It was very engaging to read a recent blog posted in the American Managed Care Journal online. The Nov. 14 article, written by the publication’s assistant managing editor, Laura Joszt, and entitled, “Using the MSSP Model to Become Involved in Alternative Payments,” covered some relatively familiar ground, but also underscored how many gaps primary care physicians have, as they start down the path of accountable care.
Joszt was reporting on a recent conference session. As she wrote, “The Medicare Shared Savings Program (MSSP) is providing a way for physicians to get involved in alternative payments as Medicare moves to replace fee-for-service, explained Hymin Zucker, M.D., chief medical officer of the Triple Aim Development Group. The move away from fee-for-service means physicians will now have to move from ‘providing the minimal amount of service’ to more comprehensive care, Dr. Zucker said during his session at the Fall Managed Care Forum presented by the NAMCP Medical Directors Institute, the American Association of Integrated Healthcare Delivery Systems, and the American Association of Managed Care Nurses and held in Las Vegas, Nevada.”
As Joszt reported, “Dr Zucker shared lessons learned from being hired to go into accountable care organizations (ACOs) that aren’t making money to determine if they should continue and how they can make money moving forward. Unfortunately, the transition to value-based care doesn’t work well if the physicians aren’t on board. However, the benefit of the MSSP is based on improvement over previous performance. ‘There is no better way to get into an alternative payment model for a primary care doctor than to join into the MSSP, specifically in an accountable care organization,’ Dr Zucker said. ‘However, the message is very difficult to deliver.’”
Joszt further quoted Dr. Zucker as saying, “The truth really is, once you understand fee-for-service is dead, and you want to know, you have a little bit of leeway to learn this [new model of care] and a good student can learn this.” He noted that there are several key areas that primary care physicians must address, in order to begin to be successful in an ACO environment. Specifically, he cited beneficiary retention, patient access, workflow/office operations, quality/outcomes, cost and utilization management, and patient experience/engagement.
And guess what? Every single one of those elements is an area of endeavor that involves intensive process and IT work to optimize. For example, as Joszt wrote, describing Dr. Zucker’s presentation, “Looking at emergency room (ER) data afterwards, the physicians who weren’t open on Friday and didn’t answer the phone at night had much higher ER visits, he added. All it takes is making a change, but physicians continuously do the same thing even though it’s not working.”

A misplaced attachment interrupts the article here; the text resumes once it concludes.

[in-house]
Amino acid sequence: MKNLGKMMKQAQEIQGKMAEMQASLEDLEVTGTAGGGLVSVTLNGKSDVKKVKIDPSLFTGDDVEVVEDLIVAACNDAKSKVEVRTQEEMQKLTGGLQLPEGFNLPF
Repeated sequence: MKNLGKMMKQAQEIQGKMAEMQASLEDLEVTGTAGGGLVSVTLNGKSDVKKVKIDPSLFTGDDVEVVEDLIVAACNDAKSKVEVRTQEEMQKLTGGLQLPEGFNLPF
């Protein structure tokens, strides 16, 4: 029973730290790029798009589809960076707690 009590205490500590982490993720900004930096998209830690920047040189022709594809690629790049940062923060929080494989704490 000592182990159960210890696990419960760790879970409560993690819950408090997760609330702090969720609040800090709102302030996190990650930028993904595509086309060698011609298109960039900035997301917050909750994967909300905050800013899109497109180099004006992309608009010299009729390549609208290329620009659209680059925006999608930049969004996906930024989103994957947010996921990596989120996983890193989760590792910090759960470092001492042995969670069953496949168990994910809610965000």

And these are exactly the kinds of problems that integrated health systems face as they guide their affiliated physicians into accountable care organization work. For example, referencing the survey Dr. Zucker had conducted prior to his presentation, Joszt reports, “As part of the survey, he gauges existing ACO practice patterns and has found that 40 percent of PCPs didn’t know what an ACO was and the same proportion had answering machines directing patients to the ER if there was an emergency. Furthermore, 60 percent of PCPs only worked four days a week. Afterwards, 40 percent of PCPs had increased their same-day appointments and worked five days a week, and 45 percent had improved their current on-call process so that a PCP answered the phone during non-office hours. The result was decreased ER visits, increased patient retention, and increased quality metrics.”
So this really is a big part of the soft underbelly of many attempted forays into accountable care. If primary care physicians and small physician groups agree to participate in an ACO, but the primary care physicians work only four days a week, and do not connect their patients to urgent care and other forms of access, and furthermore, lack the information systems and analytics to track and analyze patient access patterns, they are clearly heading for trouble.
And while it is always difficult to approach the complexities of setting up comprehensive accountable care-based care delivery, and while it is also true that some of these problems appear at first to be “chicken or egg” issues—how can one set up communications systems around processes that have not yet been established, for example?—the time is prior to even formally signing a contract, for the leaders of nascent ACOs, to line all these things up. And healthcare IT leaders will absolutely need to be involved in all these planning and implementational processes, as well as the analytics processes to track how the care delivery changes and processes are working.
Yes, all of this is challenging and difficult; but launching an ACO without all these systems in place, including very importantly, all the IT, communications, and analytics systems and processes, in place—can only be a recipe for contracting disaster down the road.